10 Tips to Care for Jewelry

Posted by on Monday, June 5, 2017 · Leave a Comment 

Jewelry can be expensive as well as represent the most memorable moments of a long relationship. Like a fine car, once it is purchased, jewelry should be maintained by annual trips to your jeweler. Here are a few tips we recommend you follow to properly care for your jewelry.

#1. Diamonds and Gemstones.

Every year, diamond and colored gemstone jewelry should be checked for tightness of gemstones as well as any stones accidentally chipped during the normal course of wear. It should also be polished to look as new as possible. Older jewelry with severely worn prongs and shanks (the bottom band) that have thinned, should be left for prong re-tipping and the replacement of half or all of the shank.

#2. Caring for White Gold.

White gold jewelry should be rhodium plated annually, and then polished, and of course any loose gemstones should be tightened.

#3. Caring for Pearls.

Pearl necklaces of all types should be restrung every 5 years, with knots, and the drill holes cleaned on each pearl by a professional re-stringer. Necklaces of colored gemstones, with or without knots, should also be checked to make certain the “nylon” string has not stretched and is ready to break. Every time a woman wears pearls, she should clean the pearls with a soft chamois-like cloth, to remove oils, perfume and hair spray that clings to the surface. Perfume and hair spray should be used and allowed to dry for 10 minutes, BEFORE pearls are placed on the ear, neck, wrist or hand.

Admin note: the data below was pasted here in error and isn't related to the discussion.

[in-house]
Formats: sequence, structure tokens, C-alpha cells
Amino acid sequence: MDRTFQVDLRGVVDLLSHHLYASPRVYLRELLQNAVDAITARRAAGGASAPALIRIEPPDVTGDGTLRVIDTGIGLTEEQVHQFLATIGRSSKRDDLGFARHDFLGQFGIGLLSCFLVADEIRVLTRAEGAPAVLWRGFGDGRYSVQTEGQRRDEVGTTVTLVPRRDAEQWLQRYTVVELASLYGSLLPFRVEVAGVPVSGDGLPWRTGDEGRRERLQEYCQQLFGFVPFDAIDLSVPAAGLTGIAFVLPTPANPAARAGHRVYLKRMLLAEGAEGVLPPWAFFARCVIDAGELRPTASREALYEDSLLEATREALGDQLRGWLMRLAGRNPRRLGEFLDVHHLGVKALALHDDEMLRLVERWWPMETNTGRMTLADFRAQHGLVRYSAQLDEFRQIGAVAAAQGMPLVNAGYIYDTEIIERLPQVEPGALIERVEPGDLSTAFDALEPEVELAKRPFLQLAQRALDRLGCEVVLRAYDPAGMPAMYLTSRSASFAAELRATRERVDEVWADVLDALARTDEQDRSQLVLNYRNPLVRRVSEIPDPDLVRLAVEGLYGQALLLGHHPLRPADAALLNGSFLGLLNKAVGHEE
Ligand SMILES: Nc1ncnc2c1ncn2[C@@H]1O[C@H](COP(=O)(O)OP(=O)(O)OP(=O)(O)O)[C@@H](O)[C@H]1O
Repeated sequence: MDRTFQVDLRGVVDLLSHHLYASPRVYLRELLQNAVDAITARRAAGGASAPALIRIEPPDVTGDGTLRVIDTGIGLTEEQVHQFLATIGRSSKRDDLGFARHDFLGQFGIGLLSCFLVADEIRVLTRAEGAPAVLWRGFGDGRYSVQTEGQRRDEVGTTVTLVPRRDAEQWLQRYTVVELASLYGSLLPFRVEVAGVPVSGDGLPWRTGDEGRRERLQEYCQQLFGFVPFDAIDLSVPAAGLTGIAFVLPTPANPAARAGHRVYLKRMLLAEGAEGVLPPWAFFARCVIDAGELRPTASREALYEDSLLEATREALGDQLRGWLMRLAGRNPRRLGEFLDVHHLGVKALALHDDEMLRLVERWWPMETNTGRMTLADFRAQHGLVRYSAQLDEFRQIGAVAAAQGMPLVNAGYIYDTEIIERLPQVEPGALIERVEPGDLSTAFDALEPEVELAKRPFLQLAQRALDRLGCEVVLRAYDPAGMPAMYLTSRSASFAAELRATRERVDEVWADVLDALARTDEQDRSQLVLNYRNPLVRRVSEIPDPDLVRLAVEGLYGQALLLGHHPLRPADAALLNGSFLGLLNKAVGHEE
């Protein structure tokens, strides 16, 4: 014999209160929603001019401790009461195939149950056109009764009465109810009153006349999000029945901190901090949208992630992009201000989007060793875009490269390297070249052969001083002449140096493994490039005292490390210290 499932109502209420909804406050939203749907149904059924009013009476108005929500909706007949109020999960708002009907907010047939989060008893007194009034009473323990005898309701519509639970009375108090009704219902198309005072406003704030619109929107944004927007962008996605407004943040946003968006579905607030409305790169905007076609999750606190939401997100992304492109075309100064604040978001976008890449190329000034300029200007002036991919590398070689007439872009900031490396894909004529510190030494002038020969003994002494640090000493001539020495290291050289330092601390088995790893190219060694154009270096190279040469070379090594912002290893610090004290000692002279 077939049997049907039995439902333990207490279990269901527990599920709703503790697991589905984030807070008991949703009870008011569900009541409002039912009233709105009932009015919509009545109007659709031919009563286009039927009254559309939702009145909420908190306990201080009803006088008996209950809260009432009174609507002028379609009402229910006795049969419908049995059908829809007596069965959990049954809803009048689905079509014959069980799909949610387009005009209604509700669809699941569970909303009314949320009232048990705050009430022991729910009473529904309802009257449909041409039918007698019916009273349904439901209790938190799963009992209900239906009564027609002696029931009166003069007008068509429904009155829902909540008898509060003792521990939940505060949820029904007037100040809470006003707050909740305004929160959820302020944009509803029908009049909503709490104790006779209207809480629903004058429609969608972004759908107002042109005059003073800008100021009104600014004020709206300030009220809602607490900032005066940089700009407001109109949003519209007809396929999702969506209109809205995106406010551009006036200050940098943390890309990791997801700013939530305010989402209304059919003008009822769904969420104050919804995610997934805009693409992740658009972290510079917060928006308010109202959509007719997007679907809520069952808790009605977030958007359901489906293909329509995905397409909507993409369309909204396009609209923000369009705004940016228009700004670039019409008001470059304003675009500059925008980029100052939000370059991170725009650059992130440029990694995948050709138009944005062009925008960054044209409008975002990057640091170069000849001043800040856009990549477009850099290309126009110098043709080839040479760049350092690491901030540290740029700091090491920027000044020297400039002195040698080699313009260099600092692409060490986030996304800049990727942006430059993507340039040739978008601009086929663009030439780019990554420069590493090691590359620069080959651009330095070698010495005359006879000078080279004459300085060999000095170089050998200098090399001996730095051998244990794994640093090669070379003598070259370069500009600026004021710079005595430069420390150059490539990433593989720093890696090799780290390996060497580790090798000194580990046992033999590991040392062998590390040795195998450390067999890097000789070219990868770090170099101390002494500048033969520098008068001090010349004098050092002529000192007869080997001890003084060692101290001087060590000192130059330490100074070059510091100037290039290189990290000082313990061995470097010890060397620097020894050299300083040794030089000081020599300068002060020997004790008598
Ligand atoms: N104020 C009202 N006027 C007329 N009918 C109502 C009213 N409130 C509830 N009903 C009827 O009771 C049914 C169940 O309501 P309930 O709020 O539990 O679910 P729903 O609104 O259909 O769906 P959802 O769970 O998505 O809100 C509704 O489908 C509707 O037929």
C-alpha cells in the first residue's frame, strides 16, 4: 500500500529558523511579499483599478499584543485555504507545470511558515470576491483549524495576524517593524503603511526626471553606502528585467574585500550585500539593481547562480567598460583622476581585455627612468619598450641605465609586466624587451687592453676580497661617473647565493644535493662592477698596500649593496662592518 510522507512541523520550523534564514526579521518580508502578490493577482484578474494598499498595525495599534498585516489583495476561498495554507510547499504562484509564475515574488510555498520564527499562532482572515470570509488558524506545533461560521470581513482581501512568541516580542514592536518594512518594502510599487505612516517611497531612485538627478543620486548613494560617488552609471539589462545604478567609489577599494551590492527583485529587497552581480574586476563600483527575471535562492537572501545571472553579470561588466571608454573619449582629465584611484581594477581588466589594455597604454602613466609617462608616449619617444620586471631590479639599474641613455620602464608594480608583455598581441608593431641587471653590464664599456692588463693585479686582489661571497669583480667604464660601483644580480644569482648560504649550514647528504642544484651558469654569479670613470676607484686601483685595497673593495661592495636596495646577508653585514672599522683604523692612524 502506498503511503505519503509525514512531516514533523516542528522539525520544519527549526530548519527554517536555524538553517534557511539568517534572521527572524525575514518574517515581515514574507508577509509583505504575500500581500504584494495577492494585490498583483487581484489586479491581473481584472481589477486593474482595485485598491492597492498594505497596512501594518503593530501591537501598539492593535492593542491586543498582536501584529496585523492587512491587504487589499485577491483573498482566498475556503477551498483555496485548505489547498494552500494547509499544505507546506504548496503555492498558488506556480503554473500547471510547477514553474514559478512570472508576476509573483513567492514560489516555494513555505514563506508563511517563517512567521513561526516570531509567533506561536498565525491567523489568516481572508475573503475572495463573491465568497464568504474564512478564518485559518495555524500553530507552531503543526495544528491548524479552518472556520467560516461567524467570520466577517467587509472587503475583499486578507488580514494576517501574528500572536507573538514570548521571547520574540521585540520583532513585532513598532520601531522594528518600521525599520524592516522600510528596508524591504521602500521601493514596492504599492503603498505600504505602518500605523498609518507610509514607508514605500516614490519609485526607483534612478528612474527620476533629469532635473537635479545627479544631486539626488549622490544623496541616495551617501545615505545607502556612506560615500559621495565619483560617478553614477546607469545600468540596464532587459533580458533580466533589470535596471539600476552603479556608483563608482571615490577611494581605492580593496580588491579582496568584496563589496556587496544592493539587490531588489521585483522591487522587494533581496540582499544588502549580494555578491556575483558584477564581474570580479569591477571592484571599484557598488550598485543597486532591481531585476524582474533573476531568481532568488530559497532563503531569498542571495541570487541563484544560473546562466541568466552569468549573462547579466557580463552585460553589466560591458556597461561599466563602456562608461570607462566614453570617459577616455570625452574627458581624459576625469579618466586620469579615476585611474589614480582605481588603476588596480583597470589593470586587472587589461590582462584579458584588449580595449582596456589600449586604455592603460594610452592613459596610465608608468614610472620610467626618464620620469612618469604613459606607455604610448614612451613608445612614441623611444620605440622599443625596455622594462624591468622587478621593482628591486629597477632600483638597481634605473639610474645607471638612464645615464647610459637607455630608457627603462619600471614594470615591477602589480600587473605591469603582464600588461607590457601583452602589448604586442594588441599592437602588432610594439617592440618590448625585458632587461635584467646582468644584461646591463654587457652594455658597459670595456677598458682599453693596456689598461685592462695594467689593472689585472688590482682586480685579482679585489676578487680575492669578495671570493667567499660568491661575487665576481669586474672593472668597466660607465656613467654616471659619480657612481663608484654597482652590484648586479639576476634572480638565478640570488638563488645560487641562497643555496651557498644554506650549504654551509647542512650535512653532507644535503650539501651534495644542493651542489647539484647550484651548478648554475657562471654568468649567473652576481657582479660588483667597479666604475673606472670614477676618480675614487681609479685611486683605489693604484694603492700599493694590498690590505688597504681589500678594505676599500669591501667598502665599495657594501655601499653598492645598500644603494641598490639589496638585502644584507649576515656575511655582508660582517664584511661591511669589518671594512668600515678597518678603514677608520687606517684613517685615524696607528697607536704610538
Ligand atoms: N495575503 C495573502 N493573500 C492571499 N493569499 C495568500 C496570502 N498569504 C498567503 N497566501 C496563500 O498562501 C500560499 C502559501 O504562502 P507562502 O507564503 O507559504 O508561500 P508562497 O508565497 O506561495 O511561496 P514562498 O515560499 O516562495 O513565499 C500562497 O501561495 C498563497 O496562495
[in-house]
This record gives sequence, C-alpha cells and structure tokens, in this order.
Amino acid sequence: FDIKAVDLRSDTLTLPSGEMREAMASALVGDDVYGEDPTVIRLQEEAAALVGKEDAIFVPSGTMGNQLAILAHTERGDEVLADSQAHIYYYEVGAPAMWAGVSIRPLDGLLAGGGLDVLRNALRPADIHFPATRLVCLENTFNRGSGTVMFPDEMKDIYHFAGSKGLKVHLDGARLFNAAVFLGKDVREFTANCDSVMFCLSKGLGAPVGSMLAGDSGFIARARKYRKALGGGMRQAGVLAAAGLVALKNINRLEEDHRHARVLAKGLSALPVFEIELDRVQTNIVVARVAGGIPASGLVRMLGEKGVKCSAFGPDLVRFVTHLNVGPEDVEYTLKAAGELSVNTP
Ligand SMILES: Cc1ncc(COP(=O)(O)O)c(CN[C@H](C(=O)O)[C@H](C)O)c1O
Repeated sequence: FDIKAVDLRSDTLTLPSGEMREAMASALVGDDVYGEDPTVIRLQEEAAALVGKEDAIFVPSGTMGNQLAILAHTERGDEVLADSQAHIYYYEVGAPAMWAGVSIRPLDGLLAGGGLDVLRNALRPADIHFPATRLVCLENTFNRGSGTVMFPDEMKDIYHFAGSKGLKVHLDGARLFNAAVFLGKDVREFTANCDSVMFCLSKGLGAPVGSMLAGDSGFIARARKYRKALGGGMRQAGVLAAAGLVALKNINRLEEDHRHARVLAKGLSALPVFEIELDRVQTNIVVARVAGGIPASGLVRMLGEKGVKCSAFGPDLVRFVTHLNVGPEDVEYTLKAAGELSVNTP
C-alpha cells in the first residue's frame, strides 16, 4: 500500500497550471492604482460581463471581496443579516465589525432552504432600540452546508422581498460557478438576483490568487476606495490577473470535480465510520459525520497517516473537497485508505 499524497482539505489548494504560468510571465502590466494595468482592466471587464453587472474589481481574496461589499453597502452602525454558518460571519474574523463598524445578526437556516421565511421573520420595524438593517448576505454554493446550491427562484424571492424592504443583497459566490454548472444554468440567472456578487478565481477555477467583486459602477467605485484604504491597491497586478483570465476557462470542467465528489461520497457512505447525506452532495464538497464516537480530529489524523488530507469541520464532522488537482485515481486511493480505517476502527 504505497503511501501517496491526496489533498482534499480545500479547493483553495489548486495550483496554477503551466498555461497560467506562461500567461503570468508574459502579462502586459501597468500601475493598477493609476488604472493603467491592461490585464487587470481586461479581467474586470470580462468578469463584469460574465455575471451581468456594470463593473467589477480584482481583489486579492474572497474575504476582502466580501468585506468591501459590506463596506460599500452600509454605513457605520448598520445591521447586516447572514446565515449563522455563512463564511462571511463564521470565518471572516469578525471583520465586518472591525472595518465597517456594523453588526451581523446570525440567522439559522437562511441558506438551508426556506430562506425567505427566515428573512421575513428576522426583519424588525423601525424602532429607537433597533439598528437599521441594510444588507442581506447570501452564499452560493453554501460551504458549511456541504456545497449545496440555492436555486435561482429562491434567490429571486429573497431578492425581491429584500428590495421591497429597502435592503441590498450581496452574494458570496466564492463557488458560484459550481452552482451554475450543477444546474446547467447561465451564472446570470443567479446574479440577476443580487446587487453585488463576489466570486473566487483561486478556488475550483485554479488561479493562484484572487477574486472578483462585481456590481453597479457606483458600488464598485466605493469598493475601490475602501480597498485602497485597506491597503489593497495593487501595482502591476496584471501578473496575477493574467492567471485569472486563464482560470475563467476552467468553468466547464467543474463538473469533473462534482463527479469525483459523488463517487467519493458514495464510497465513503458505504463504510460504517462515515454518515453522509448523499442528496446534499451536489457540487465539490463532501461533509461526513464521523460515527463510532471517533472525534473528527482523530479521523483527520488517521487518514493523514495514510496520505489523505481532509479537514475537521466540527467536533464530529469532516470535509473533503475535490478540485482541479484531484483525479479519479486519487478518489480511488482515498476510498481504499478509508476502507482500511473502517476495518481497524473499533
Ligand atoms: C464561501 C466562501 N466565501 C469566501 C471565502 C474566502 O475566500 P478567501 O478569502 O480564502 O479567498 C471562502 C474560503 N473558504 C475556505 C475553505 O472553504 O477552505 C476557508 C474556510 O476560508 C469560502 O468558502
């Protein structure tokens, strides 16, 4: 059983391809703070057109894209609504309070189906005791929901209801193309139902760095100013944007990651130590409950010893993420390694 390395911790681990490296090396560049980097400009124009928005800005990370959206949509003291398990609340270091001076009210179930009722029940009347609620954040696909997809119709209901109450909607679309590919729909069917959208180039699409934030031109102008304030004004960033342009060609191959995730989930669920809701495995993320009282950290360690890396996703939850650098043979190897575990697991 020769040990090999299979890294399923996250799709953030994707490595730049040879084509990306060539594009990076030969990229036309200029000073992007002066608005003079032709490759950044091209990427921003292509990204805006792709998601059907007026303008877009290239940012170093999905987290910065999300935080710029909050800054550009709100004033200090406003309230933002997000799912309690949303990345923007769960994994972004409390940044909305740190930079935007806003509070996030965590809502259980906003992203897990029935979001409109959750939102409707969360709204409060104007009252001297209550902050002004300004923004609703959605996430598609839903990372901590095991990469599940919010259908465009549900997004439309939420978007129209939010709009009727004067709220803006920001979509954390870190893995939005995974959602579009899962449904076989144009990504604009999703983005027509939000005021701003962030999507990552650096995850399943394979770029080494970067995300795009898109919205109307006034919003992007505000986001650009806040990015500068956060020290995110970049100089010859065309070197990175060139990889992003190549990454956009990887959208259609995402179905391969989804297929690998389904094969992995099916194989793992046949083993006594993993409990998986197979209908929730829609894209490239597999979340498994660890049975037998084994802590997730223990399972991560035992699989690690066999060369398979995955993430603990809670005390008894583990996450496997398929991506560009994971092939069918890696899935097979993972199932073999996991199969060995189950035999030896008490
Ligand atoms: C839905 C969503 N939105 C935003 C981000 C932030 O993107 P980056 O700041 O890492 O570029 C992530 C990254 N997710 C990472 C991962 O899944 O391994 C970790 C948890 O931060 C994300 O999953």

#4. Checking for Water-Resistance.

Wristwatches should be checked for water-resistance, BEFORE taking them on vacation to a lake, stream or ocean. The movements of even quartz battery watches, and especially watches with mechanical movements, should be cleaned and oiled every 4-5 years. The watchmaker should mark the inside of the case with his initials and the date of restoration, as a history of repairs to the movement. The cases and bracelets of watches should be polished at least once every 10 years, or more often, and the public should be taught how to clean watch bracelets at home, especially if the watch case is water-resistant. Watch batteries should NEVER be changed while the client waits. The jeweler needs time to test the new battery and run the watch through water-resistant checks. The watchmaker produces a small slip of paper, showing the watch met all water-resistant checks after the new battery is installed, and this paper should be given to the customer and retained in his/her permanent records.